What is anodizing?
Solar mounting system is for outdoor environment use, sometimes severe weather condition area with humidity, salty. We recommend using anodized aluminum mounting strcuture to withstand weather in 25years design life time of solar system. After 25 years, structure good or nothing.
Anodizing is an electrochemical conversion process in existence since the 1930s. Several metals are capable of being anodized including aluminum, magnesium, titanium, and tantalum. Anodized aluminum is used in many applications due to its low cost, aesthetic qualities and ideal mechanical properties. Most familiar is iphone bezel.
Unlike most protective coatings, anodizing permanently changes the outer structure of the metal. When aluminum is exposed to air it naturally develops a thin aluminum oxide film that seals the aluminum from further oxidation. The anodizing process makes the oxidized surface much thicker, up to several thousandths of an inch thick. The hardness of the anodized aluminum oxide coating rivals that of a diamond, enhancing the abrasion resistance of the aluminum. The added depth of the oxide layer improves the corrosion resistance of the aluminum, while making cleaning of the surface easier. The porous nature of particular types of anodizing makes it possible to dye the aluminum a variety of colors, making it more attractive.
Anodizing typically ranges up to 5 mils thickness. The three most common variations of aluminum anodizing include chromic (type I), sulfuric (type II) and hard (type III).
I Chromic anodizing utilizes a chromic acid electrolyte and yields the thinnest coatings, only 0.02 to 0.1 mils thick (0.5 to 2.5 microns). 50% penetration into the substrate and 50% growth over original dimensions occurs. Chromic anodizing has the least effect on fatigue strength and is less corrosive, thus ideal for complex and difficult to rinse parts. Excellent for coating aluminum castings, most chromic anodized parts are used in military and aerospace applications and are more functional than decorative in nature.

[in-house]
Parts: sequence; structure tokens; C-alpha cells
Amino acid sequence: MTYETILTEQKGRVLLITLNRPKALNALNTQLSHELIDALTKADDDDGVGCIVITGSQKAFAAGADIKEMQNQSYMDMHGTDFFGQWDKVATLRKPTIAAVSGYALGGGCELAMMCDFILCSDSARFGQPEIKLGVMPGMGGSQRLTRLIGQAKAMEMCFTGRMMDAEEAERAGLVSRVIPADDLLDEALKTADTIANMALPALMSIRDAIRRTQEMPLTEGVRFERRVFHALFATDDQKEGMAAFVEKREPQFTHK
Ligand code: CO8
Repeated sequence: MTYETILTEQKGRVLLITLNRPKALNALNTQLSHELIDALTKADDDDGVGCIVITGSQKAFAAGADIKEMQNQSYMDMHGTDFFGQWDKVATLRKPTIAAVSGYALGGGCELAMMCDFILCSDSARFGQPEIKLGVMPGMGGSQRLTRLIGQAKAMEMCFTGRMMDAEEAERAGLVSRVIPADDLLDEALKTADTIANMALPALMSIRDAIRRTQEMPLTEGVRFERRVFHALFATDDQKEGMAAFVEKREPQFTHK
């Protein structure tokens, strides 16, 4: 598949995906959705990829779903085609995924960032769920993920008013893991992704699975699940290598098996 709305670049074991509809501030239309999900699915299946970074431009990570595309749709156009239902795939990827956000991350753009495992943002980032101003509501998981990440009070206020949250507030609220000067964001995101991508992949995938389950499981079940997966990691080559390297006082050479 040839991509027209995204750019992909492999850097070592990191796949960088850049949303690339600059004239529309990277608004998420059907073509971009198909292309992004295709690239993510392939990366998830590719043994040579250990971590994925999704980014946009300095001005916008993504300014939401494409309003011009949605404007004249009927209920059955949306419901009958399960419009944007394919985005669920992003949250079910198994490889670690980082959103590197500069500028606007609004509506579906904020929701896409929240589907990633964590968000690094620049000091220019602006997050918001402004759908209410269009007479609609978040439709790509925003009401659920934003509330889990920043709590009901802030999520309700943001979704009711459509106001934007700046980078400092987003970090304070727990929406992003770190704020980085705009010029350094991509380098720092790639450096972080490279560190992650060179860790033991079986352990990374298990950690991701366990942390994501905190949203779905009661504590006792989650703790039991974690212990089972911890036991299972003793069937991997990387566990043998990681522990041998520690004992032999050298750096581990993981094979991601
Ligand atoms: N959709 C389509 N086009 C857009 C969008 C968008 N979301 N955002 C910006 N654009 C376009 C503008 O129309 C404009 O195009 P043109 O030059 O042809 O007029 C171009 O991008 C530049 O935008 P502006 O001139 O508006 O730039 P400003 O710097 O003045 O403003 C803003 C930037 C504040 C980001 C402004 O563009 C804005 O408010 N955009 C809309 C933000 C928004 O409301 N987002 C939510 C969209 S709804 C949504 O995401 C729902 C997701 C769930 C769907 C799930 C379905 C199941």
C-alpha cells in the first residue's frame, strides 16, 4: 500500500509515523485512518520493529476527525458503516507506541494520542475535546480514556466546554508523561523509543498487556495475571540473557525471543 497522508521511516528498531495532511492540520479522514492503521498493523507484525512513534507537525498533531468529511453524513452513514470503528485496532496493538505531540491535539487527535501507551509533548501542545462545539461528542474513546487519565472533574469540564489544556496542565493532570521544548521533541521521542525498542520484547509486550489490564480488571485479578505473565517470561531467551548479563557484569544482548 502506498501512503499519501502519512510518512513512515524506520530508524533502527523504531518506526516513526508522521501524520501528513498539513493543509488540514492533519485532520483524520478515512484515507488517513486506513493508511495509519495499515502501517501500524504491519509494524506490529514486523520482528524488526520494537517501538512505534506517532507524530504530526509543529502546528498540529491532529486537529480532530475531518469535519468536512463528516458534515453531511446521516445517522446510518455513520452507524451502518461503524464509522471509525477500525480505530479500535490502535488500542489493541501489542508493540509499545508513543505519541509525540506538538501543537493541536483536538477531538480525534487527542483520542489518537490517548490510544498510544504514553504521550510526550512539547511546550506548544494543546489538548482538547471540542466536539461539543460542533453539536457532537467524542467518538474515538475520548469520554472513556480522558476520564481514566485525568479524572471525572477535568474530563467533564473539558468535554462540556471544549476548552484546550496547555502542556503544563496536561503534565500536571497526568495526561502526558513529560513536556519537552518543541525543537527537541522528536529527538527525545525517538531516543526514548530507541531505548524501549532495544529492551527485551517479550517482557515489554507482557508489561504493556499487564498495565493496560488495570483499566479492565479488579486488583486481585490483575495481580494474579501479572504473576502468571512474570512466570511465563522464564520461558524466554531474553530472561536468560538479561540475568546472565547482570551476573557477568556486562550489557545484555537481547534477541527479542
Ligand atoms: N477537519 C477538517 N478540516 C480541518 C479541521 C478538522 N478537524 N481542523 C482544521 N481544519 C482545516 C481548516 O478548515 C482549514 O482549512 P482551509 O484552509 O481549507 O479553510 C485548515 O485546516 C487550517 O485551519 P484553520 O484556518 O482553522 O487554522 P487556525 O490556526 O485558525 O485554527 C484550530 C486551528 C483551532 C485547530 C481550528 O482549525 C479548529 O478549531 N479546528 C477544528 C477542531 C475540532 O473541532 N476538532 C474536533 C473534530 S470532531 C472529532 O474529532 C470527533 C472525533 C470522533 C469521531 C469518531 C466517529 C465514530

II Sulfuric anodizing is the most common method of anodizing, utilizing sulfuric acid to yield coatings up to 1 mil (25 microns) thick. 67% penetration into the substrate and 33% growth over original dimensions occurs. Due to its permeable nature, sulfuric anodizing is excellent for color dyeing and provides a base for primers, bonding agents and organic coatings. Sulfuric anodizing provides corrosion resistance and is very durable. Typical applications include architecture, aerospace, manufacturing automotive and computers.
III Hard anodizing (a.k.a. hardcoating) utilizes a higher concentration sulfuric acid electrolyte at a lower temperature resulting in a tough outer skin with excellent abrasion resistance, corrosion resistance, color fade resistance, dielectric strength and surface hardness (Rockwell C-Scale up to 70). 50% penetration into the substrate and 50% growth over original dimensions occurs for a total thickness of 0.5 to 4 mils. Hard anodized metals have heightened surface roughness. Common uses include non-decorative food packing equipment, photocopier paper rolls, and exterior applications such as building storefronts and windows.
We recommend using anodized aluminum mounting strcuture to withstand weather in 25 years design lifetime of the solar system. After 25 years, structure good or nothing.